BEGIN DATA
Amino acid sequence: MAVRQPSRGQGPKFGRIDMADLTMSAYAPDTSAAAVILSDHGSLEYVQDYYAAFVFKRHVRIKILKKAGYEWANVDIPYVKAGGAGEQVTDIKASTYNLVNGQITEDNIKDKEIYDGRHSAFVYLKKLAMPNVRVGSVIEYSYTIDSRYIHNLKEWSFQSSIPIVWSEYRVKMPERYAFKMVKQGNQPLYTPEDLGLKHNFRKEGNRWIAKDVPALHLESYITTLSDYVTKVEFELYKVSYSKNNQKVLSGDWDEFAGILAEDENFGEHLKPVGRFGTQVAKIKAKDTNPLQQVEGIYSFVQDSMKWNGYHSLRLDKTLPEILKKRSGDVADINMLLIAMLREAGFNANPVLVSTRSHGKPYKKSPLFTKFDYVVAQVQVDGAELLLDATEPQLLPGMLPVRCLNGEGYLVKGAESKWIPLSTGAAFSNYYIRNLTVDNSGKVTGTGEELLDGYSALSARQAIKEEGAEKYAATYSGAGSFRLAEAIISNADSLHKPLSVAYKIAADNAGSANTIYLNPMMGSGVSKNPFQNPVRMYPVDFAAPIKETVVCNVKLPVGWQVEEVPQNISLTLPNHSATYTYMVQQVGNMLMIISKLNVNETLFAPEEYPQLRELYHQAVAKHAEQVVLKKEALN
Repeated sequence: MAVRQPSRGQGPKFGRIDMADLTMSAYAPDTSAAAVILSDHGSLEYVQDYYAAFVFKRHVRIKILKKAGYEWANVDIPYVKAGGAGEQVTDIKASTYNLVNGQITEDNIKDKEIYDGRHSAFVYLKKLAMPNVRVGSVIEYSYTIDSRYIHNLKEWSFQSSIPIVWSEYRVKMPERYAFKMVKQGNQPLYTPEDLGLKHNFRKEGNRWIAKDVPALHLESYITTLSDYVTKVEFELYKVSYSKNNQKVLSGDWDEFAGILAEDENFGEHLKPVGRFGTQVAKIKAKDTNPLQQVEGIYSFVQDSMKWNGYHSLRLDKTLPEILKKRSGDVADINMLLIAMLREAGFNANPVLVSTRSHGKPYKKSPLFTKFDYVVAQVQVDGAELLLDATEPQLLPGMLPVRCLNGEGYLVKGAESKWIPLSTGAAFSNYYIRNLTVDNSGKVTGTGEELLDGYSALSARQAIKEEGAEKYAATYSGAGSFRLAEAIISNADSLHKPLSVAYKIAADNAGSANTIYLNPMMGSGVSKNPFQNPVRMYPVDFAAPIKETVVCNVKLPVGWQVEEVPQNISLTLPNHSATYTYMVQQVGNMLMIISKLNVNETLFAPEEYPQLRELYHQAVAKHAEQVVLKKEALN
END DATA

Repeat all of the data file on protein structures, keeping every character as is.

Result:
Amino acid sequence: MAVRQPSRGQGPKFGRIDMADLTMSAYAPDTSAAAVILSDHGSLEYVQDYYAAFVFKRHVRIKILKKAGYEWANVDIPYVKAGGAGEQVTDIKASTYNLVNGQITEDNIKDKEIYDGRHSAFVYLKKLAMPNVRVGSVIEYSYTIDSRYIHNLKEWSFQSSIPIVWSEYRVKMPERYAFKMVKQGNQPLYTPEDLGLKHNFRKEGNRWIAKDVPALHLESYITTLSDYVTKVEFELYKVSYSKNNQKVLSGDWDEFAGILAEDENFGEHLKPVGRFGTQVAKIKAKDTNPLQQVEGIYSFVQDSMKWNGYHSLRLDKTLPEILKKRSGDVADINMLLIAMLREAGFNANPVLVSTRSHGKPYKKSPLFTKFDYVVAQVQVDGAELLLDATEPQLLPGMLPVRCLNGEGYLVKGAESKWIPLSTGAAFSNYYIRNLTVDNSGKVTGTGEELLDGYSALSARQAIKEEGAEKYAATYSGAGSFRLAEAIISNADSLHKPLSVAYKIAADNAGSANTIYLNPMMGSGVSKNPFQNPVRMYPVDFAAPIKETVVCNVKLPVGWQVEEVPQNISLTLPNHSATYTYMVQQVGNMLMIISKLNVNETLFAPEEYPQLRELYHQAVAKHAEQVVLKKEALN
Repeated sequence: MAVRQPSRGQGPKFGRIDMADLTMSAYAPDTSAAAVILSDHGSLEYVQDYYAAFVFKRHVRIKILKKAGYEWANVDIPYVKAGGAGEQVTDIKASTYNLVNGQITEDNIKDKEIYDGRHSAFVYLKKLAMPNVRVGSVIEYSYTIDSRYIHNLKEWSFQSSIPIVWSEYRVKMPERYAFKMVKQGNQPLYTPEDLGLKHNFRKEGNRWIAKDVPALHLESYITTLSDYVTKVEFELYKVSYSKNNQKVLSGDWDEFAGILAEDENFGEHLKPVGRFGTQVAKIKAKDTNPLQQVEGIYSFVQDSMKWNGYHSLRLDKTLPEILKKRSGDVADINMLLIAMLREAGFNANPVLVSTRSHGKPYKKSPLFTKFDYVVAQVQVDGAELLLDATEPQLLPGMLPVRCLNGEGYLVKGAESKWIPLSTGAAFSNYYIRNLTVDNSGKVTGTGEELLDGYSALSARQAIKEEGAEKYAATYSGAGSFRLAEAIISNADSLHKPLSVAYKIAADNAGSANTIYLNPMMGSGVSKNPFQNPVRMYPVDFAAPIKETVVCNVKLPVGWQVEEVPQNISLTLPNHSATYTYMVQQVGNMLMIISKLNVNETLFAPEEYPQLRELYHQAVAKHAEQVVLKKEALN